ART DEPARTMENT NEWS
By Austin Hill
During the spring of 2018, senior Kayla Amador spent her semester in Japan studying the language, aesthetic beauty, and culture of the country and what it had to offer – and never without her camera. Every day, Kayla made sure that she carried her camera with her so that she could photograph the landscapes, the people and the culture that she was immersed in; even more specifically, she was able to capture part of the beautiful essence of the Japanese writing system. The writing system, a combination of three different scripts, was both a challenge and unique opportunity for Kayla to understand and interact with on a daily basis. From this diligent and artistic approach to immersion and observation, Kayla was able to curate an art exhibition of her photographs. As it is written in her statement with the START Gallery – where her exhibition was held – the focus of her show was to depict her interactions with the Japanese culture (more specifically, the written language and how it manifested itself in everyday life) in a way that people could understand through a camera lens. We were able to speak with Kayla further about some more specific topics about her show and how it related to her time abroad, as follows:
What was it like curating your first exhibition?
Kayla: Creating and curating my first exhibition was an enjoyable experience! Once I had an idea of the concept I was going for, the rest came together naturally. Perhaps the most difficult aspects of the process were the beginning and the end: first deciding on a theme for the exhibition, and later deciding how to arrange the finished photos on the wall. As for the steps in-between, the process was remarkably smooth.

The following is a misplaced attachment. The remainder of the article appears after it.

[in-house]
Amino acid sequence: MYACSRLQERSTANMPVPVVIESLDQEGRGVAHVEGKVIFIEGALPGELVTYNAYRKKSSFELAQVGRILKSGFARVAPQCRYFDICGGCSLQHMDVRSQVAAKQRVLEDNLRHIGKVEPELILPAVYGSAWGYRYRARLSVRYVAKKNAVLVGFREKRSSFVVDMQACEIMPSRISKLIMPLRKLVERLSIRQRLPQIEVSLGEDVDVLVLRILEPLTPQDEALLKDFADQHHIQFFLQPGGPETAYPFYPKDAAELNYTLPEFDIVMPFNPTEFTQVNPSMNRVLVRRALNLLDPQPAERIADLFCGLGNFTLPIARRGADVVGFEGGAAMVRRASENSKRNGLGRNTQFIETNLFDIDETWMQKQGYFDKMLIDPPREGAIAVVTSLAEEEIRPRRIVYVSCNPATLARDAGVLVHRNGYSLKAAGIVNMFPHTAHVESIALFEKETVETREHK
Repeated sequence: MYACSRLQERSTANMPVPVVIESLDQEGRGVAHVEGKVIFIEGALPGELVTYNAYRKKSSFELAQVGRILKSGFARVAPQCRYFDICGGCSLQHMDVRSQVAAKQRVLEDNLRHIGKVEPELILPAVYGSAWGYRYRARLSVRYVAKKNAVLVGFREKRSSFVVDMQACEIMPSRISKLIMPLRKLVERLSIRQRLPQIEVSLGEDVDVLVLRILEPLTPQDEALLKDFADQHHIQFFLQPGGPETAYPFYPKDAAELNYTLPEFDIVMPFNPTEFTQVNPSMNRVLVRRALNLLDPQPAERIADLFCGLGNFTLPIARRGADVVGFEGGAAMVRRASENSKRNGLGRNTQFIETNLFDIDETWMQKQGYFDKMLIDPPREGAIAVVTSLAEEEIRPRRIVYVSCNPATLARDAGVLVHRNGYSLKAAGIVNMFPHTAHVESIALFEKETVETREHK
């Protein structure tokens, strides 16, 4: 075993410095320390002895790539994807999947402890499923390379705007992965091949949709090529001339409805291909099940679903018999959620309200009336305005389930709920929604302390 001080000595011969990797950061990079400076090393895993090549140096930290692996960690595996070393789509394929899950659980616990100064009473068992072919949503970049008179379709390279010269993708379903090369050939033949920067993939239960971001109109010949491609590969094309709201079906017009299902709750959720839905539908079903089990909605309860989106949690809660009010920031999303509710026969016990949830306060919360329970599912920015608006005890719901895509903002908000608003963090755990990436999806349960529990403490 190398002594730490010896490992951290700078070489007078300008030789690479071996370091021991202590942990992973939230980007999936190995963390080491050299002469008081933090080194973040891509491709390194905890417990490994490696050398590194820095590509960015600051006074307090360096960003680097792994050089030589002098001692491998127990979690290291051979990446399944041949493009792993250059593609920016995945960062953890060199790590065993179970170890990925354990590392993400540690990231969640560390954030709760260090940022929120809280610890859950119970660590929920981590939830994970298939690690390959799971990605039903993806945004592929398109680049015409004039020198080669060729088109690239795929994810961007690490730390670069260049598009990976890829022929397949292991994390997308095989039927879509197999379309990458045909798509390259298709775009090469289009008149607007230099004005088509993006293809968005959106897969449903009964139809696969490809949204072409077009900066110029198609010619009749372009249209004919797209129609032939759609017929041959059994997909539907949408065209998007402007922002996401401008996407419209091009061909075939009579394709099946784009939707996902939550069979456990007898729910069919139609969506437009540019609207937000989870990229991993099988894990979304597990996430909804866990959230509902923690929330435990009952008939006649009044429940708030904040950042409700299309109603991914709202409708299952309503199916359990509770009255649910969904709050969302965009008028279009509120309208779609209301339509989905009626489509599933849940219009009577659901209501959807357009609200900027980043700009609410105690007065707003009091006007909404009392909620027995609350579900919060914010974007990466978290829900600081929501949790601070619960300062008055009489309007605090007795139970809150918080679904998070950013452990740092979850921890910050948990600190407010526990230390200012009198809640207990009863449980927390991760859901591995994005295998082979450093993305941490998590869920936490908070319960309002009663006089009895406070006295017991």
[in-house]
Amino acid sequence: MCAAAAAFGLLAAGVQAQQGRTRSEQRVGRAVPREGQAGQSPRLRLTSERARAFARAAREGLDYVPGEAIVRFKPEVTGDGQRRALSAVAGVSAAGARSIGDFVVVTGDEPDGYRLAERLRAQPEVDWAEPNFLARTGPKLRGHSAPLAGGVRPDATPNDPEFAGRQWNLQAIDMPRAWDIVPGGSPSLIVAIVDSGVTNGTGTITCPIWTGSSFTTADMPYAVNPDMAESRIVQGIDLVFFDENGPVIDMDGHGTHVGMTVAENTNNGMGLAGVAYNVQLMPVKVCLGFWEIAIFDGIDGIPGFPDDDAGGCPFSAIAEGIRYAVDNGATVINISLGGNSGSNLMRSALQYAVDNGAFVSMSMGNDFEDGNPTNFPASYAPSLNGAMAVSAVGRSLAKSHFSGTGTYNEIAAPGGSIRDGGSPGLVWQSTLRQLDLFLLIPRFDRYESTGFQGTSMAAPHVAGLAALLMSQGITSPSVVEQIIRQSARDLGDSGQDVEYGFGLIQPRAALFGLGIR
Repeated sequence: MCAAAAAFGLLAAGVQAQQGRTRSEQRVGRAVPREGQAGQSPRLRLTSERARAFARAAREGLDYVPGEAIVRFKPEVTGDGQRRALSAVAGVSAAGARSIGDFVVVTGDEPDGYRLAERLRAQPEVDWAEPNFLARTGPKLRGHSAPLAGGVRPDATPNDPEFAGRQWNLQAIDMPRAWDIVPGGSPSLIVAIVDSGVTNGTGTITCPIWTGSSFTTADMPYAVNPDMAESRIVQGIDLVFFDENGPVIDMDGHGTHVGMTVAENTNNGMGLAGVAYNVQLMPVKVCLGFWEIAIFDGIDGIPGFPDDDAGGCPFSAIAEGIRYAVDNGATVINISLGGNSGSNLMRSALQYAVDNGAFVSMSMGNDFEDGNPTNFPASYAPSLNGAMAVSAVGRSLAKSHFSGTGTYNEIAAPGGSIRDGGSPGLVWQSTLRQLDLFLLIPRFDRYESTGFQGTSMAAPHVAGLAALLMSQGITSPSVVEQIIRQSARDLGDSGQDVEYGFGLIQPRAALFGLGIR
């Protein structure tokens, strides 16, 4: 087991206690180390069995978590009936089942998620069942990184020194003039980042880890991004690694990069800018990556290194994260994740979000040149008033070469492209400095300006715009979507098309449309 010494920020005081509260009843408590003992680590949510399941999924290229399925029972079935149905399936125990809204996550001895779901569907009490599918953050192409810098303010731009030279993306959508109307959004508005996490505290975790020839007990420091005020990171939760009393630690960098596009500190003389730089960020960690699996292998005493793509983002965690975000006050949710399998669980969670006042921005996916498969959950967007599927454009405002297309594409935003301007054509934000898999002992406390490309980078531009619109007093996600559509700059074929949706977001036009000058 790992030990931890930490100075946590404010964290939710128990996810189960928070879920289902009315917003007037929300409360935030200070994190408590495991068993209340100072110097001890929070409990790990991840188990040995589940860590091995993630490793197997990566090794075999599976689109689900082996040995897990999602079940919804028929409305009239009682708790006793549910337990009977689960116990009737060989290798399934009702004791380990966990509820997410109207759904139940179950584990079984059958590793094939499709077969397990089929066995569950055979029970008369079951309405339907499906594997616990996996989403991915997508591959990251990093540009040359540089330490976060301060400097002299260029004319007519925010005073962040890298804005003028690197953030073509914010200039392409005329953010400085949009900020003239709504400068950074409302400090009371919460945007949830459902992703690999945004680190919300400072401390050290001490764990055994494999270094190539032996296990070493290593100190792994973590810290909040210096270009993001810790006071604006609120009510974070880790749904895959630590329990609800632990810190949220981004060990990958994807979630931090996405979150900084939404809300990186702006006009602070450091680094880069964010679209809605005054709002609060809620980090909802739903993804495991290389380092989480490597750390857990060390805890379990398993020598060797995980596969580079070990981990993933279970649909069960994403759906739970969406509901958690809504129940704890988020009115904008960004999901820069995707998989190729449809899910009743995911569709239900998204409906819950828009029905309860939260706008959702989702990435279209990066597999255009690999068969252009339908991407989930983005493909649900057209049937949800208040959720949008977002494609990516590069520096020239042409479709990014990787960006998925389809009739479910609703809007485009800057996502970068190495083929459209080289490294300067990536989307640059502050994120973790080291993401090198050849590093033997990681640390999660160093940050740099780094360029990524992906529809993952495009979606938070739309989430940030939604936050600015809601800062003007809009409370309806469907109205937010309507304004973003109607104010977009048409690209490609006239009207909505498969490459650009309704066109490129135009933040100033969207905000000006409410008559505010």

How did you decide which photographs that you wanted to include?
Kayla: I initially narrowed down which photos I felt best fit my exhibition proposal – those in which the text presented functioned both practically and spatially. From there, I worked with Paul Bright and Jay Buchanan to further narrow down my selections and ensure that the photos in the exhibition fit well together, without being redundant.
What were some things that you learned during your time in Japan that you wanted to convey through this exhibition?
Kayla: Something that I learned during my time in Japan that I want to convey through this exhibition is the importance of text in space as serving both a practical and aesthetic purpose. This, of course, is something that can be seen globally, but when considering a logographic language like Japanese, I feel the aesthetic potential of the text is quite strong. Language functions as communication, but this communication relies on the text being noticeable and understood. I enjoyed photographing text that that asserted its function, text I knew how to read, as well as text I did not, and text that I felt created dialogue visually, within the space it existed.
Was there anything in Japan that surprised you that you caught on camera?
Kayla: I was perhaps most surprised by just how many different ways text is used, and how it can be visually represented. Many of the photos that made it into the show were taken before I considered specifically shooting examples of text, and I feel that speaks to the concept that we are we constantly faced with visual representations of language, and are constantly reading the world around us. The idea of reading being a process may not be so noticeable until that process of reading is in another language, and thus takes more effort.
When it came to photography while abroad, what kept you inspired?
Kayla: To stay inspired, I was determined to consider spaces different from the typical photo seen in brochures and online. As I traveled with my camera every day, I made it my mission to take photos of what is left out from the frame of a touristy photo. I would take photos before reaching or while leaving a popular location or photograph with my back to a landmark so that I could capture the other side of the “tourist image” and consider different angles that I had not seen before.